Manipulating Democracy: Democratic Theory, Political Psychology, and Mass Media

1st Edition

Wayne Le Cheminant, John M. Parrish

Routledge
Published August 23, 2010
Reference - 262 Pages
ISBN 9780415878050 - CAT# Y107383

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Summary

Manipulation is a source of pervasive anxiety in contemporary American politics. Observers charge that manipulative practices in political advertising, media coverage, and public discourse have helped to produce an increasingly polarized political arena, an uninformed and apathetic electorate, election campaigns that exploit public fears and prejudices, a media that titillates rather than educates, and a policy process that too often focuses on the symbolic rather than substantive.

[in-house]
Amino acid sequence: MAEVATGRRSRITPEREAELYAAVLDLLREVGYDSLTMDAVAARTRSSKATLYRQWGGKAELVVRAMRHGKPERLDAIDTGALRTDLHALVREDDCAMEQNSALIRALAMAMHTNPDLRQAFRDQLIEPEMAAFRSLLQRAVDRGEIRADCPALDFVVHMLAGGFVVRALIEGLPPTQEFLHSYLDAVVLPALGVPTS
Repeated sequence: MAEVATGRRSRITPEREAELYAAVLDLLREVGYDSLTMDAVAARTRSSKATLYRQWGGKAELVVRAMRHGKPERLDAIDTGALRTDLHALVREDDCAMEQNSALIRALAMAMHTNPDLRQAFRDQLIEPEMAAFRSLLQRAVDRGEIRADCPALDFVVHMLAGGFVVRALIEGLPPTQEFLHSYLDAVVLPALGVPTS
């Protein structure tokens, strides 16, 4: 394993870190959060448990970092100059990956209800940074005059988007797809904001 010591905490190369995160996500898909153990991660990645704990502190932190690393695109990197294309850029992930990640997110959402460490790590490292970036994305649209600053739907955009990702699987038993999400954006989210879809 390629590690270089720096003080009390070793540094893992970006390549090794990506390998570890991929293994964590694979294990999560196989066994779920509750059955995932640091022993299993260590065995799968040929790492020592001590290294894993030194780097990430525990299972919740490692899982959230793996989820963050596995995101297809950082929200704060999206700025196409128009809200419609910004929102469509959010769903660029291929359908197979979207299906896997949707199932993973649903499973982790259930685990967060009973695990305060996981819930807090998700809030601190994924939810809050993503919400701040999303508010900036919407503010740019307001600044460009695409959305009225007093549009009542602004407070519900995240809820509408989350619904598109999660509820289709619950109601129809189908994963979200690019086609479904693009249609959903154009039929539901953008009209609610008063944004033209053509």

Manipulating Democracy offers the first comprehensive dialogue between empirical political scientists and normative theorists on the definition and contemporary practice of democratic manipulation. This impressive array of distinguished scholars—political scientists, philosophers, cognitive psychologists, and communications scholars—collectively draw out the connections between competing definitions of manipulation, the psychology of manipulation, and the political institutions and practices through which manipulation is seen to produce a tightly-knit exploration of an issue at the heart of democratic politics.

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